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History Is Carved in Chinese Characters

Posted November. 12, 2005 08:44,   


Following the History of Chinese Characters; by Kim Gyung-il; 284 pages; 12,000 won; Bada Publishing House

Chinese characters are the last surviving hieroglyphics in the digital age.

Chinese characters still continue to this day, having given birth to different cultures from period to period. The ancient figures that were carved on turtle bones still survive in this age of the “e-pen.”

Hegel emphasized the supremacy of the Caucasian culture by belittling Chinese characters, calling them “sensory characters that belong to the lowest stage in the development of characters.” However the beauty of Chinese characters has gained more attention than ever in the 21st Century, an age where the harmony of image and sense, or image and text, are being emphasized. This surely has turned the tables in the history of civilization.

Within each one of the Chinese characters are the breaths of the numerous people who have traveled through China, Korea and Japan throughout history. The lives of the Asians, and the pattern of history weaved by the longitudes and latitudes of those lives are tattooed into them.

The author has explored the origin of East Asian culture by deciphering inscriptions on bones and turtle backs, and also characters from the Bronze Age. This is how he explains the reason we should do a deep study of Chinese characters:

“Whether we like it or not, we are cultural beings cultivated by Chinese characters. Chinese characters are a historical icon that remembers every single aspect of East Asia’s deeply inflected culture. Only when we listen to them can we earn cultural insights and new wisdom.”

The author goes through the changes that occurred in Chinese writing, from pictographs to bone inscriptions, gilt letters, seal characters, ornamental characters, cursive characters, semi-cursive characters, printed style characters, and simplified characters. As he does so, he also goes through the footsteps of language and humanity.

Let us look into the age of cursive and semi-cursive characters.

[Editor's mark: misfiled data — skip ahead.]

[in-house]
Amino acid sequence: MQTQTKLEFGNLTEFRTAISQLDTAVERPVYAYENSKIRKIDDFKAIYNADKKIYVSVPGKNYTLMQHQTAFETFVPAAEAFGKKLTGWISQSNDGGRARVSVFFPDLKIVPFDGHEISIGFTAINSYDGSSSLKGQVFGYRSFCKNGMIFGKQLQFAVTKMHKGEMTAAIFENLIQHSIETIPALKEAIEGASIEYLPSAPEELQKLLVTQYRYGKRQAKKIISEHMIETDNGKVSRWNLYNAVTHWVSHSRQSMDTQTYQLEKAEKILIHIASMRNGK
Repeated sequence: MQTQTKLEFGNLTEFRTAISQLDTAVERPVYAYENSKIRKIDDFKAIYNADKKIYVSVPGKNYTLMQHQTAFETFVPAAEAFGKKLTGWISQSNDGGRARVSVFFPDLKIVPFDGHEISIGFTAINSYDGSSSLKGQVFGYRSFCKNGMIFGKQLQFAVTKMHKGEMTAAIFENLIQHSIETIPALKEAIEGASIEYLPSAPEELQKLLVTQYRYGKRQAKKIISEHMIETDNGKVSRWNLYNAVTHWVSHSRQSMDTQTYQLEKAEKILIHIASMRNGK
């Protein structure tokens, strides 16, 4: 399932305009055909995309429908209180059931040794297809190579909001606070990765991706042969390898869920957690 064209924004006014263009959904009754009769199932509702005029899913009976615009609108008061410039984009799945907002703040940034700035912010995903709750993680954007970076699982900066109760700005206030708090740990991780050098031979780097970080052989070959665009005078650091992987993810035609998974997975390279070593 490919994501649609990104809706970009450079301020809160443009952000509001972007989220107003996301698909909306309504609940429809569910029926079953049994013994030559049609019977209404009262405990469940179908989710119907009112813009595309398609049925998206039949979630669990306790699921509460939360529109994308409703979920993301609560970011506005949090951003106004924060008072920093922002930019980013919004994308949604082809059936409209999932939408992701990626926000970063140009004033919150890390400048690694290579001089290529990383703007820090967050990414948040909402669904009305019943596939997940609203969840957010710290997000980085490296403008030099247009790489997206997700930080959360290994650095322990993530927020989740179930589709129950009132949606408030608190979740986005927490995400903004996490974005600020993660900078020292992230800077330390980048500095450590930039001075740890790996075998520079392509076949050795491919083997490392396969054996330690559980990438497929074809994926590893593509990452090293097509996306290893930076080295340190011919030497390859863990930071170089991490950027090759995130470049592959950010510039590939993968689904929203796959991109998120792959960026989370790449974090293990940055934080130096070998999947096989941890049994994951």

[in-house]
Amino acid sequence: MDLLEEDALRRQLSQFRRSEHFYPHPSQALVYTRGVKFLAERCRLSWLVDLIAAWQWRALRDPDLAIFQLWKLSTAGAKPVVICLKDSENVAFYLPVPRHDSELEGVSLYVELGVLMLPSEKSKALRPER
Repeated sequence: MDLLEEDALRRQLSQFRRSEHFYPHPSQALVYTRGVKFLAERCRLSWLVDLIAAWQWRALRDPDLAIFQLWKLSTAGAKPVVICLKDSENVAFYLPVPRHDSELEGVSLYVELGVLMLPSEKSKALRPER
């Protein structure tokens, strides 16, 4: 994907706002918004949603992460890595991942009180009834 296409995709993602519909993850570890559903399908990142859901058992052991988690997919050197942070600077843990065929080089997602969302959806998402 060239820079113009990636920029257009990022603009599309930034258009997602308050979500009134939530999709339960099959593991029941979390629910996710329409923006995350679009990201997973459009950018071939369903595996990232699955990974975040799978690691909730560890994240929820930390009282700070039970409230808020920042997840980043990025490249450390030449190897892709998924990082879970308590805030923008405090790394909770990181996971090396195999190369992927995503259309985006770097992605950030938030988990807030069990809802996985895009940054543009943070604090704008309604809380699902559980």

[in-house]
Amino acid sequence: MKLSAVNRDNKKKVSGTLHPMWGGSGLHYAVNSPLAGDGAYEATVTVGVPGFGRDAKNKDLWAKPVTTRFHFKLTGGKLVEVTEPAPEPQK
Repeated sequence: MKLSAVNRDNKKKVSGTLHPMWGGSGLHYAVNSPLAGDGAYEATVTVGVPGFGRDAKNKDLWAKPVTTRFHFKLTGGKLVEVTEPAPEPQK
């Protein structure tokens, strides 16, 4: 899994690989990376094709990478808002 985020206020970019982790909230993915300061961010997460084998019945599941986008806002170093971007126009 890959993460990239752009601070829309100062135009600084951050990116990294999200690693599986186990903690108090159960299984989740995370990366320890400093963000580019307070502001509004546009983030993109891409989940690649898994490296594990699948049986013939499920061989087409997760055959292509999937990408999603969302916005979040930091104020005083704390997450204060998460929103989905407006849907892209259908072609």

When the mighty Han Dynasty lost its reins of power and the Period of North and South Dynasties kicked in, Taoism, which at the time was like an “indie band,” became the mainstream ideology. Catching the wind of this flexible era, the Han Dynasty’s semi-cursive writing took an artistic turn.

Chinese characters used to be merely political, but after it took an artistic twist, Wang Xi-zhi set free the style of ornamental writing.

However Chinese characters gradually lost their lives in the Song and Ming Dynasties, and faced their bitterest fate during the revolution in the late Ching Dynasty. In the early 20th Century the intellectuals pointed out the Chinese characters, the “bowls of Confucianism,” as the reason for the nation’s downfall. Everybody shouted, “If Chinese characters survive, China will die!” However the Chinese characters did not die. After much complication, the Chinese finally realized, “If the language dies, so will the nation!”

Mao Tse-tung was the one who attempted a compromise in this contradictory situation. By removing certain parts of Chinese characters, he elongated their lifespan. These are the simplified characters that we know today. Once again, Chinese characters were refined.

The Chinese language flows slowly like a river through the middle of a world dominated by the English language. Where does its vital power come from?

They say it is the power of hieroglyphics. It is the power of pictures, the power of images. “Image transcends explanation. It is a fastball tossed directly at the intuition. We can call it ‘the mobile phone of the off-line world.’”

Chinese are about to introduce a new method of communication that combines icons and text. Today, the Chinese are drifting into the sea of deep images that are hidden within their language.

Gi-U Lee keywoo@donga.com